The type III interferon (IFNλ) receptor IL-28R is abundantly expressed in the respiratory tract and has been shown essential for host defense against some viral pathogens, however no data are available concerning its role in the innate immune response to bacterial pathogens. Staphylococcus aureus and Pseudomonas aeruginosa induced significant production of IFNλ in the lung, and clearance of these bacteria from the lung was significantly increased in IL-28R null mice compared to controls. Improved bacterial clearance correlated with reduced lung pathology and a reduced ratio of pro- vs anti-inflammatory cytokines in the airway. In human epithelial cells IFNλ inhibited miR-21 via STAT3 resulting in upregulation of PDCD4, a protein known to promote inflammatory signaling. In vivo 18 hours following infection with either pathogen, miR-21 was significantly reduced and PDCD4 increased in the lungs of wild type compared to IL-28R null mice. Infection of PDCD4 null mice with USA300 resulted in improved clearance, reduced pathology, and reduced inflammatory cytokine production. These data suggest that during bacterial pneumonia IFNλ promotes inflammation by inhibiting miR-21 regulation of PDCD4.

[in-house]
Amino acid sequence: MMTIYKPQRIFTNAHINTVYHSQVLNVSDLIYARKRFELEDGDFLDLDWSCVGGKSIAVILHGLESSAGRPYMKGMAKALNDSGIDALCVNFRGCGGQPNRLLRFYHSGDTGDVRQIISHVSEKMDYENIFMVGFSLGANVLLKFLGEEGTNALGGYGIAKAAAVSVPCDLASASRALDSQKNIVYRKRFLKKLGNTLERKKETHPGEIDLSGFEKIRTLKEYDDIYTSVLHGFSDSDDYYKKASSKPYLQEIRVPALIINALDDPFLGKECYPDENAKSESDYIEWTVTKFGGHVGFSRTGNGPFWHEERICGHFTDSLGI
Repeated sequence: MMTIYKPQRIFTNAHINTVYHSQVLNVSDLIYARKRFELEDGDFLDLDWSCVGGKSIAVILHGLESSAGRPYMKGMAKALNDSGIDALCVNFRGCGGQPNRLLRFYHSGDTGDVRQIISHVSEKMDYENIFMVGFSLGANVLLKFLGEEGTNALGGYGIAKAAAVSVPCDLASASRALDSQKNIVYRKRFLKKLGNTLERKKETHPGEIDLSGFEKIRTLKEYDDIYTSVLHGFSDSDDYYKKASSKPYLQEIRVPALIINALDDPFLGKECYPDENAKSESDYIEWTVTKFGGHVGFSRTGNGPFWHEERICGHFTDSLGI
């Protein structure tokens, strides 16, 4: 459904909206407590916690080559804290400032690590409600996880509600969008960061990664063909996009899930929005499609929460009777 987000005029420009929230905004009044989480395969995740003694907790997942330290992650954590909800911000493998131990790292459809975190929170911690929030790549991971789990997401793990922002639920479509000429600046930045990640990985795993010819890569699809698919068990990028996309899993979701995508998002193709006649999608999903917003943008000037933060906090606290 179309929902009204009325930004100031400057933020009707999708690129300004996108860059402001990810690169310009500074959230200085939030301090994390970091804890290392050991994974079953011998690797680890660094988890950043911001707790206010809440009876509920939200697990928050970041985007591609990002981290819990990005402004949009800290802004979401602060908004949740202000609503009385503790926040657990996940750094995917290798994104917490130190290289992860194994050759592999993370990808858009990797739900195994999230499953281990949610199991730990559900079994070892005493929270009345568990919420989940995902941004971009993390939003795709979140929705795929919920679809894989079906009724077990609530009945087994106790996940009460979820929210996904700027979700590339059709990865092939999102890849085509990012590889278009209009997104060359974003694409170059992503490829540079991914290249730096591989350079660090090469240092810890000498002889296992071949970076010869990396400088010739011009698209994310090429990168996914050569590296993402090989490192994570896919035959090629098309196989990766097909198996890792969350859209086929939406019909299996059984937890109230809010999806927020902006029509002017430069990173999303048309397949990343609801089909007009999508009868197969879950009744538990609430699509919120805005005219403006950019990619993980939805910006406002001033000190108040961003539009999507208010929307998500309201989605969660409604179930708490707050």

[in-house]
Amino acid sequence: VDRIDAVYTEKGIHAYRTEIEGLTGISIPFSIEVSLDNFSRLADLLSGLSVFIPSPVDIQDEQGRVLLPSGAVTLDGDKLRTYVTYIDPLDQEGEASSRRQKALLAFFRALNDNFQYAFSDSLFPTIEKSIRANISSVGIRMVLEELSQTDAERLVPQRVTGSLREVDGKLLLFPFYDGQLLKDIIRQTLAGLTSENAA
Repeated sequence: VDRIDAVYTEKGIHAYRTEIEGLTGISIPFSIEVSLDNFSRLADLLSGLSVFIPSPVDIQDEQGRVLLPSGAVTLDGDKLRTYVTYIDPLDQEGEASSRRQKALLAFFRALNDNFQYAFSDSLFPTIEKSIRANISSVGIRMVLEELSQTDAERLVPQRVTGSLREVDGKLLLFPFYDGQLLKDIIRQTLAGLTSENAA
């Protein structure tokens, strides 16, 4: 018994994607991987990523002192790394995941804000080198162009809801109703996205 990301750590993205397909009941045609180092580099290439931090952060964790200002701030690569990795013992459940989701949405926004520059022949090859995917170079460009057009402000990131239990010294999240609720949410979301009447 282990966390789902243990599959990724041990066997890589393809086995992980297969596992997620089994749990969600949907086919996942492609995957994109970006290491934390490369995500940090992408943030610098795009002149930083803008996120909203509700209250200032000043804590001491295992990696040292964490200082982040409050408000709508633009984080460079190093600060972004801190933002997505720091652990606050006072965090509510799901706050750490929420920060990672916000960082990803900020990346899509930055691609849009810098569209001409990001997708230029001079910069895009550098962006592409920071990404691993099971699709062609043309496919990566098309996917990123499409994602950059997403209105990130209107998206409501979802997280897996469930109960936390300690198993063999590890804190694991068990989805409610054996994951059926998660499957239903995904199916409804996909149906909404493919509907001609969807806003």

The role of interferons (types I, II, and III) in viral and bacterial infections has been a topic of intense research over the last decade. The contribution of the type I interferons during bacterial pneumonias particularly has been shown to be highly variable depending on the specific pathogen. Our data for the first time demonstrate that type III interferon plays a significant role in the pathogenesis of bacterial pneumonia, and its contribution is similar in both Gram positive and Gram negative infections. We show in epithelial cells that miR-21 and PDCD4 are downstream effectors of type III interferon that prolong production of inflammatory cytokines. Utilizing mice that lack the receptor for type III interferon or PDCD4, we show that inhibiting this pathway improves bacterial clearance from the airways and lung tissue. These data suggest novel targets for therapy in a variety of bacterial pneumonias.